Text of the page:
Compte rendu en anglais de la visite d'AVR

Visit of the AVR plant – Rotterdam – 17 May 2016 
(1e S - DNL Physique-Chimie)
On Wednesday 17th of May, the 11th grade class of DNL Physics was lucky enough to visit the AVR waste to energy plant just outside of Den Haag, thanks to their teachers, M. Eneau and Mrs. Mangenot. 
Converting waste into energy
This plant converts waste into steam, heat, and electricity thus powering hundreds of thousands of houses and businesses with heating and electricity. 
The plant runs on any kind of waste from fruits, vegetables, garden waste, plastic, waste wood, and paper bags to trash bags full of domestic from local homes and businesses all while being as green and efficient as possible. These AVR plants are so efficient (having burned in 2014 around 1.8 million tons of Dutch waste) that they even burn waste from countries that do not have the necessary infrastructures to convert their waste into energy (AVR has processed about 0.4 million tons of waste from other countries in Europe – such as Italy, the U.K. or Ireland…) through burning.
From waste to ashes
To understand how AVR manages to efficiently create energy from waste we must first analyze the waste’s trip from public garbage to clean energy. It all begins with the waste coming into the plant. It either comes in by truck, which represents a bit less than 1/5th of the total deposited waste or by boat through the back of the plant on a network of canals. This waste is then dropped off into a huge 14-meter deep pit or bunker. At this stage, cranes inside the bunker pick up the waste and sift through it to separate it and take out as much humidity and liquids as possible. These cranes then drop the picked-up waste into enormous incinerators heated to about 1,000 degrees Celsius.
Recycling ashes
After a while the waste turns to ash and falls to the bottom of the incinerator. Due to the slope at the bottom of the incinerators and the huge gears that help churn out what’s left of the waste the ashes drop out of the incinerators onto a conveyor belt. The conveyor belt wraps around the plant. When on this conveyor belt, the ashes are soaked in water to drop their temperature to a cool 80 degrees Celsius. The ashes are then deposited outside where the company can start its sorting job. AVR uses many techniques refined over the years to extract as much useful material from the ashes such as metals (for which they use a complicated set of magnets). They then sell these metals as raw materials back to the metallurgical industry. Most of the rest is sold to companies that make highways to be used as base substrate for their roads. Only a tiny percentage is left over that cannot be recycled or reused (yet!), this remainder is packed up and kept in a storage hangar until AVR figures out a use for it.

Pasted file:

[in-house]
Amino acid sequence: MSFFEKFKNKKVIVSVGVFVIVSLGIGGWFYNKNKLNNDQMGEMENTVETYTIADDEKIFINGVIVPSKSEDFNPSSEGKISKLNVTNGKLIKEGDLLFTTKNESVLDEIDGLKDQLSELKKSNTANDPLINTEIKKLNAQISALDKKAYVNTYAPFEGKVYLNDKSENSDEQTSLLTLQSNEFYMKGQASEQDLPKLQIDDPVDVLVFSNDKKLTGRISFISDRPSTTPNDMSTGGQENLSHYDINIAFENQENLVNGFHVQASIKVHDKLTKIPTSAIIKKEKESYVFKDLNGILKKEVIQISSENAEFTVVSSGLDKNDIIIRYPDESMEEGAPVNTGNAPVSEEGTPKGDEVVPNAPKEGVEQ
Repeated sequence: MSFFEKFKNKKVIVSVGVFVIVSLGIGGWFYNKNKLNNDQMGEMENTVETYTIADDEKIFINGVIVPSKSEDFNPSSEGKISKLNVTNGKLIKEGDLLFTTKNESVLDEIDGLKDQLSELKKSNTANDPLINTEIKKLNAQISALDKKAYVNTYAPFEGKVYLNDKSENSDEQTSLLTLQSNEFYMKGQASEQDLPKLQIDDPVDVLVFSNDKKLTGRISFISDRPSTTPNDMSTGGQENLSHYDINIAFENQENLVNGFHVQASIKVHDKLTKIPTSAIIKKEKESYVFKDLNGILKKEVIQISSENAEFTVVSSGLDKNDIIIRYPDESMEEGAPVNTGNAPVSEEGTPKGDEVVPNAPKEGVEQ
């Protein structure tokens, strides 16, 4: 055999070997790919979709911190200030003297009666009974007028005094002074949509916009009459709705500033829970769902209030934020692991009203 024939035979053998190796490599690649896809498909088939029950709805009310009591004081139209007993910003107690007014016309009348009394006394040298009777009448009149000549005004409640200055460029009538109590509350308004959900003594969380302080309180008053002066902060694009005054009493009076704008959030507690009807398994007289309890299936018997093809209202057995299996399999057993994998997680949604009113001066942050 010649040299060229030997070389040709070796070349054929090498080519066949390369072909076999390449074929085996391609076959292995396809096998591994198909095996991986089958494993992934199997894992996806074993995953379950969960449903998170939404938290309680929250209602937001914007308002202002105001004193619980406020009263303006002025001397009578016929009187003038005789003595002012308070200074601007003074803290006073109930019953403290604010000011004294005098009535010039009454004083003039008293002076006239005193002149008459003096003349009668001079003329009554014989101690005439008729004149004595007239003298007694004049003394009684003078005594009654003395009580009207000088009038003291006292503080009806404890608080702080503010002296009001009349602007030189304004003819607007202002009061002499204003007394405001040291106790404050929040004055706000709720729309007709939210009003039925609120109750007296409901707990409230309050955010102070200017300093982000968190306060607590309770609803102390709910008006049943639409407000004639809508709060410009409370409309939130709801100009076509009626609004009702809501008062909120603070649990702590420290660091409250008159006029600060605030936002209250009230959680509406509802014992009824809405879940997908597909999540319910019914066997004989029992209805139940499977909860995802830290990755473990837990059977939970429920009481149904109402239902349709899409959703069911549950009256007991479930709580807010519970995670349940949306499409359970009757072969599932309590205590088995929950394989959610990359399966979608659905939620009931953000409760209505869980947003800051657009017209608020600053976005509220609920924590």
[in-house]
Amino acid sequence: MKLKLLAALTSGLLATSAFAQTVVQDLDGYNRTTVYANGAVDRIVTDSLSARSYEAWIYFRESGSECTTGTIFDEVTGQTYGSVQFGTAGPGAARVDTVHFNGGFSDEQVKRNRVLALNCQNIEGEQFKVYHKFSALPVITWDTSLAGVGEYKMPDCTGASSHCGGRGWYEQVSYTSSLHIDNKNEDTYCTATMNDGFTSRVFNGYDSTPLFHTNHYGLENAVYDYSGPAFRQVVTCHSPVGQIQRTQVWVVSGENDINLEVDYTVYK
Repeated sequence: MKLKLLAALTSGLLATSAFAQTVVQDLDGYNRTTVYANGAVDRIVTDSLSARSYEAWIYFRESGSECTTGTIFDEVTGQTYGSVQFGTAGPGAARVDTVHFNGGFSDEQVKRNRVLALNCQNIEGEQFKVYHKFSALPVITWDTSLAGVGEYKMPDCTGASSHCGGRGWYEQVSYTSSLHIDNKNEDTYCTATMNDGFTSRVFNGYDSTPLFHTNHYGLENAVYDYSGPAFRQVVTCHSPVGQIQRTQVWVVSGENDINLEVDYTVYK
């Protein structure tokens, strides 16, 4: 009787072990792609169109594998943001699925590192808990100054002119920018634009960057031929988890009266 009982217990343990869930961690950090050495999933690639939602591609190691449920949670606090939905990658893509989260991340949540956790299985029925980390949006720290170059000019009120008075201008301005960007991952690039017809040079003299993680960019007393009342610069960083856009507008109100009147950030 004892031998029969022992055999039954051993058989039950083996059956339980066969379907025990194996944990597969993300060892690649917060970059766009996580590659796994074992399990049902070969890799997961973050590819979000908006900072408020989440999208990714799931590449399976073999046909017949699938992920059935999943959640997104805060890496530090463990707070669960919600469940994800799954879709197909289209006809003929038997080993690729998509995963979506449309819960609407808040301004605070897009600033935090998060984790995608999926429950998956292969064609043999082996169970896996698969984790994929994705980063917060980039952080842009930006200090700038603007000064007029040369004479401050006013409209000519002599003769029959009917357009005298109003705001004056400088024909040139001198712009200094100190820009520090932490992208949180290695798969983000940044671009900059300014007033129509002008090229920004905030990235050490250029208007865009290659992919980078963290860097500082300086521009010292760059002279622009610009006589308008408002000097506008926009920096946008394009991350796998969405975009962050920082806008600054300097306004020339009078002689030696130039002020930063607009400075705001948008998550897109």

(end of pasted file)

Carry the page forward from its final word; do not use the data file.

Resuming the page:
Producing energy
While selling ashes and metals to companies remains one of the pillars of AVR’s income, their main priority is still converting waste to energy. While the ashes are being sifted through in search for anything of use the heat created by the incinerators heats up water to make steam.
This steam is then pushed through hundreds of meters of sealed tubing to power a number of generators that thus create electricity which is then distributed to households near the plant. 
The steam is then pushed again into kilometers of pipes to be sold to different companies. 
Pollution treatment
That is all well and good, but some might be wondering what happens to the fumes from the incinerators, the one used to heat up the water in the first place? It can’t be non-polluting right? That would indeed be right; the fumes coming out of the incinerators are indeed toxic and dangerous as they carry unhealthy chemicals and “fly ash”. Fly ashes are ashes that were too light too be swept with the rest of the ashes but instead float up with the fumes. These are especially dangerous because they can easily be sucked into a person’s lungs and can cause irreparable damage. This is why a big chunk of AVR’s plants are made up of treatment centers for the steam. The fumes that exit the incinerators are led through a series of tubing to be treated for their different chemicals and particles so that at the end, no harmful gases escape into the atmosphere
To conclude, this is how AVR manages to be a “green”, cost and power efficient plant that reduces a country waste while churning out a sizable profit. It is the perfect example of a win-win situation, we get rid of our waste and get heating and power while AVR gets to burn it and resell it. Who knows maybe one day this will become most countries-main source of electricity and waste disposal.
Constantin and Roxanne, 1e S DNL

Special thanks go to M. Lukacie from AVR who organized this visit for our group !